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Question Number: 33353

Law 12 - Fouls and Misconduct 5/15/2019

RE: Select Under 15

Thomas of Citrus Heights, CA United States asks...

In my scenario there are two players who have been going at it a bit too aggressively with the arms and hands on 50/50 balls. They are both doing it equally and so I have not called a foul on them yet. I have verbally warned them twice. On another fight for the ball they both escalate to a reckless manner in which both of them simultaneously start pulling on each other's jersey and are practically wrestling for the ball. This is clearly cautionable for both players but there is no telling who initiated it and they are doing the exact same thing so there is not one foul that is more serious than the other. I cannot allow this play to continue and both need a yellow card. How do I handle this? If I blow the whistle and give both of them a caution, what is the restart?

Answer provided by Referee Peter Grove

Hi Thomas,
As we have often said in answer to similar questions, it is very rarely the case that two offences both start at the same exact nanosecond - one will almost always start to occur first, even if only a tiny fraction before the other. I think that in many if not most cases, the easiest way to deal with this is to decide which player started their offence first and penalise that one.

Having said that, if you really can't decide which came first (or didn't see enough to judge) and consider them as truly, truly simultaneous then the laws tell us that when more than one foul occurs at the same time, the referee:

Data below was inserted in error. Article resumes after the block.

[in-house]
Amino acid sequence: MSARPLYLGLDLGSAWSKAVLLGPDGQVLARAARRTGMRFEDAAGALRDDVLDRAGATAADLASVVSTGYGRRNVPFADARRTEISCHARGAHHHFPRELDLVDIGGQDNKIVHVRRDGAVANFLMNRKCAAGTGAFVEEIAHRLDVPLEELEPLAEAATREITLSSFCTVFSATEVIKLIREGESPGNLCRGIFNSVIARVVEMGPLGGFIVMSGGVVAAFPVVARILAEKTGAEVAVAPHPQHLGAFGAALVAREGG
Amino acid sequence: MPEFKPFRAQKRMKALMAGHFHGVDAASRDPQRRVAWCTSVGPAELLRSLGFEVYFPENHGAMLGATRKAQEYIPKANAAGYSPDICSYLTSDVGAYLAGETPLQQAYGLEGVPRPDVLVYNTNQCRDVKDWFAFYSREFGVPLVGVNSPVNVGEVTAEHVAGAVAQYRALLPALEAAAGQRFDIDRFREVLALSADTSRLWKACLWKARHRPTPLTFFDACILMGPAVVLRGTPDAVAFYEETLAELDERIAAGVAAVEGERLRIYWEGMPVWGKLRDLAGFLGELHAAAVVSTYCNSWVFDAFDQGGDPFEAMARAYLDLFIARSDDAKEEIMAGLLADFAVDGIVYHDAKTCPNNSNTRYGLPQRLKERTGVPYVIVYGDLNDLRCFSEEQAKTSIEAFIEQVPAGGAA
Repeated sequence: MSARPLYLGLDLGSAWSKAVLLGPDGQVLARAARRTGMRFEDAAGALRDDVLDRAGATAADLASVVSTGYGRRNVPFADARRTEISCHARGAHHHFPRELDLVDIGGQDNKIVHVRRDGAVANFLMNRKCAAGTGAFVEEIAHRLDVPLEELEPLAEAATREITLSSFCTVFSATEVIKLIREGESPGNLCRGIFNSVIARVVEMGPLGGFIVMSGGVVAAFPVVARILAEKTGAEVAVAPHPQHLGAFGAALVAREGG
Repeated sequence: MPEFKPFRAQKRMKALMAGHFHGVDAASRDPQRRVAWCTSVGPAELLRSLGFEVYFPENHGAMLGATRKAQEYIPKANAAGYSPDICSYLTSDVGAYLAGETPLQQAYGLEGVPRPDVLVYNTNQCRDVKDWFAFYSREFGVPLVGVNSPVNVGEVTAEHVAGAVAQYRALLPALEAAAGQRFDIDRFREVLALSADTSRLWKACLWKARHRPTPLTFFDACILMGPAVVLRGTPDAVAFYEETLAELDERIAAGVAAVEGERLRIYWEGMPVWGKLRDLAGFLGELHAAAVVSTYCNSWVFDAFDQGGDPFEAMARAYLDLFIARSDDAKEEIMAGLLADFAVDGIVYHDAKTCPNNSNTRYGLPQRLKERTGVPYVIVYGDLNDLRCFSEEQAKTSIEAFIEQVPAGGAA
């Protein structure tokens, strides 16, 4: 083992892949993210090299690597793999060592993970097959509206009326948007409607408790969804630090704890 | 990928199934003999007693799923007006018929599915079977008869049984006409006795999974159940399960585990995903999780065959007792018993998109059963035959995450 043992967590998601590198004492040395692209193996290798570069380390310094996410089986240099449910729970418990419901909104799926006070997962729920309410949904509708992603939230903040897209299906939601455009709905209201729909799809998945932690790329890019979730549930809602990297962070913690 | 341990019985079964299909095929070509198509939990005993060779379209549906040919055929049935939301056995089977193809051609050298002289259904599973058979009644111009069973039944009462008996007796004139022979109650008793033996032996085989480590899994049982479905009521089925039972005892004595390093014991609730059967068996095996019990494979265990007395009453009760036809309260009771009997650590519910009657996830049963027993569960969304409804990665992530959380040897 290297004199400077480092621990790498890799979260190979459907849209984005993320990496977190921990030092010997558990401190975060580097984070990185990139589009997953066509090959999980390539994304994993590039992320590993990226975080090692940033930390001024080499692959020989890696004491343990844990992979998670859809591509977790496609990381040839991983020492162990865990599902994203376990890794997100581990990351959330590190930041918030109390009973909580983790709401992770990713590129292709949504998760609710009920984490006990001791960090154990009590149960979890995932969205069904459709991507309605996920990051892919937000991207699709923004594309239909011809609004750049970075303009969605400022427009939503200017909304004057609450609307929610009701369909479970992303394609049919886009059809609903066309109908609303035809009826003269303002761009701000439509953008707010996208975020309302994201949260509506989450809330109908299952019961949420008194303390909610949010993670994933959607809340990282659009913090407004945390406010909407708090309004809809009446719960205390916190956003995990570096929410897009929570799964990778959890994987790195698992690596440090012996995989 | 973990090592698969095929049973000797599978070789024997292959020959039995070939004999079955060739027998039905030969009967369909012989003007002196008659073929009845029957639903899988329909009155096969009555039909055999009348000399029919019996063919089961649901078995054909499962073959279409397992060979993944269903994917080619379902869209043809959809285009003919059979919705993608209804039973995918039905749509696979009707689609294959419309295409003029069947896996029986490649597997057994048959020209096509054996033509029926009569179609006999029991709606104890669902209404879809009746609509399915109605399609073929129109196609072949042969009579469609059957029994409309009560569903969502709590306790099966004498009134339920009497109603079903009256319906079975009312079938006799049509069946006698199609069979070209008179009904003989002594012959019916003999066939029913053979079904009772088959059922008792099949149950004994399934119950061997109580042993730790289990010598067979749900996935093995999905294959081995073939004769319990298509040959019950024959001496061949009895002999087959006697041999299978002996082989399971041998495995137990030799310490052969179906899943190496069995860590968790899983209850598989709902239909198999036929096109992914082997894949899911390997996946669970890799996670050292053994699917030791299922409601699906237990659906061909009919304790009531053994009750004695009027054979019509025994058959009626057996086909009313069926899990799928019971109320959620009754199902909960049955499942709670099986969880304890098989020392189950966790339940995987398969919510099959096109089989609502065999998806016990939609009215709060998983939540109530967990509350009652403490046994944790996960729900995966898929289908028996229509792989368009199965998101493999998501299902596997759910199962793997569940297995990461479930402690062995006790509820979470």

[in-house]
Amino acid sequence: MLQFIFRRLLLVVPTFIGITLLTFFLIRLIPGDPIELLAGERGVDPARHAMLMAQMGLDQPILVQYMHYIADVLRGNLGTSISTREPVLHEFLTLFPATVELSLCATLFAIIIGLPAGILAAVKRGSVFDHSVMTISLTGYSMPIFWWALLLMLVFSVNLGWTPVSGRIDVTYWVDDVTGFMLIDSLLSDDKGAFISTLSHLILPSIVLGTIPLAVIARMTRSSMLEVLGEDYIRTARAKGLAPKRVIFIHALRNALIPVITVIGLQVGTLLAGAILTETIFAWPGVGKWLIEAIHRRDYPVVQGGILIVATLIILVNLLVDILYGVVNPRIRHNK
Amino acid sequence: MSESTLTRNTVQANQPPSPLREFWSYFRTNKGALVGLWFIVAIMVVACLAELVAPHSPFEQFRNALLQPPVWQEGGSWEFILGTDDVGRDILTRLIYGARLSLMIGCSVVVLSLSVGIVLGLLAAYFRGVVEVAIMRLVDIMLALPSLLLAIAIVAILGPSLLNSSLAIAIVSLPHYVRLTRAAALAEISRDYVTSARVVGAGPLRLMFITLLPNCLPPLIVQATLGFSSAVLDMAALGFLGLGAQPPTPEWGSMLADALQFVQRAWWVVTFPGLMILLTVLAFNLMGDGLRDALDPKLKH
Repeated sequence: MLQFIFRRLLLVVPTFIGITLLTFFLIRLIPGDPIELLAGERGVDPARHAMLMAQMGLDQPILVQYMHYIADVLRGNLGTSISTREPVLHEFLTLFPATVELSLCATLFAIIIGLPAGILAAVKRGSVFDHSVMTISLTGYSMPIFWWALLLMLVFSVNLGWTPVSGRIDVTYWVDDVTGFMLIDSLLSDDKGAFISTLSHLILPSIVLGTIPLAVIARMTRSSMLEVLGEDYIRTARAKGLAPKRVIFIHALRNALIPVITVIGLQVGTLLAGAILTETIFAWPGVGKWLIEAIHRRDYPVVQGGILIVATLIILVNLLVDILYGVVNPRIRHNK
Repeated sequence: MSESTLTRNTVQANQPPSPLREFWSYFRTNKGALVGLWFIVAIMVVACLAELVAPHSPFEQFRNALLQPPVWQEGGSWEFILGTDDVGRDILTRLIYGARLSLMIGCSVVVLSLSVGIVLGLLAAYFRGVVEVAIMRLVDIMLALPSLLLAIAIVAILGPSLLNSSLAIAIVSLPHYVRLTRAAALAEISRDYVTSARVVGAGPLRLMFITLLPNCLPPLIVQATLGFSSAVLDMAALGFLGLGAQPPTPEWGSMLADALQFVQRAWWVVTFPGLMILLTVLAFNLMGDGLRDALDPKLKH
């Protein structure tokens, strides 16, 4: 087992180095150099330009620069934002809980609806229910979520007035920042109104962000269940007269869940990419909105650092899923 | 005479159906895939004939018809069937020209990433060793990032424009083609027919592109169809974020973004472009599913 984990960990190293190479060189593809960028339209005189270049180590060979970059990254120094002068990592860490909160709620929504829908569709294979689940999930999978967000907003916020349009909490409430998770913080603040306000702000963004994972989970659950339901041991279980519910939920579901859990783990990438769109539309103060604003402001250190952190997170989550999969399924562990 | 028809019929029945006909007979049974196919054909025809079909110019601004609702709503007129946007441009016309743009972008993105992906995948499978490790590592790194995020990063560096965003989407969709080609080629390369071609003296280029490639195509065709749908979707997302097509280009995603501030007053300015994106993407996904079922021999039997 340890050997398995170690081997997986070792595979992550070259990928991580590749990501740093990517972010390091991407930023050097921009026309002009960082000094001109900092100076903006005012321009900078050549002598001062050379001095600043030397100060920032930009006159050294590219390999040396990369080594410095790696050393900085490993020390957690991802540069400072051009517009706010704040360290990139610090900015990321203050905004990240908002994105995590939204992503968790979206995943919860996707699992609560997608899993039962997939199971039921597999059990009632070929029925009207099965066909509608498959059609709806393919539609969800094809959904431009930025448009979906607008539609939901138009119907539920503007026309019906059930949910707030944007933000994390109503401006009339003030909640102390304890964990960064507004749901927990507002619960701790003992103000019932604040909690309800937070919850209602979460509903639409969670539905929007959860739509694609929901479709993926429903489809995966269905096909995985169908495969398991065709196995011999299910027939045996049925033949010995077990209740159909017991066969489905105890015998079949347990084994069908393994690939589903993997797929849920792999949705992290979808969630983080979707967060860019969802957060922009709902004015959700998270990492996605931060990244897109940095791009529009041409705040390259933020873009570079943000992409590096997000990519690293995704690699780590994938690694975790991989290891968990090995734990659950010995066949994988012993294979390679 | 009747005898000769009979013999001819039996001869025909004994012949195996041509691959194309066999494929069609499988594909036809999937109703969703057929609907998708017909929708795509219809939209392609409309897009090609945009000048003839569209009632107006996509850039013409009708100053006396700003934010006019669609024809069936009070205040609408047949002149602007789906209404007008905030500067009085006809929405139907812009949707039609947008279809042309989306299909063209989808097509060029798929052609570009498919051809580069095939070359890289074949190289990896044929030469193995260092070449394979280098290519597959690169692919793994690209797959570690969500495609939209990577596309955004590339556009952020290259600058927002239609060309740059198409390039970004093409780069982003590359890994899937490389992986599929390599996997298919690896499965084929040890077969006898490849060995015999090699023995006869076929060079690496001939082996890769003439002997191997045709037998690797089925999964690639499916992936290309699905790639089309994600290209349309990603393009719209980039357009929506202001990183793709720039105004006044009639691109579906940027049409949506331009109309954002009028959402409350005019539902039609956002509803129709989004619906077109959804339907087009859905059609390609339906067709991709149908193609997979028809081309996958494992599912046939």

''punishes the more serious offence, in terms of sanction, restart, physical severity and tactical impact''

So even if the two offences are the same in terms of sanction and restart as in your example, you can still try to differentiate between them on the basis of which player is being more physical. Again, the chances are that one of them will be being slightly more physically aggressive than the other, even if only by the smallest margin. Finally, if you still can't separate them even on that basis, you can go to the final tie-breaker, 'tactical impact.' As explained in the FAQ that accompany the laws, this means that:

''an offence which stops an opponent's attack is more important than one which ends a player's own team attack''

So basically, in a manner similar to what many people see as the prevailing philosophy behind some of the recent changes in offside, you are giving the benefit (and the free kick) to the attacking team.

As to the restart, that depends on the nature of the offence - in your scenario where there is physical contact, it is a direct free kick (or penalty) to the opponents of the player you decide has committed the more serious offence using the criteria given above. As you say, and based on your description you should almost certainly be cautioning both players.



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Answer provided by Referee Joe McHugh

Hi Thomas
Thanks for the question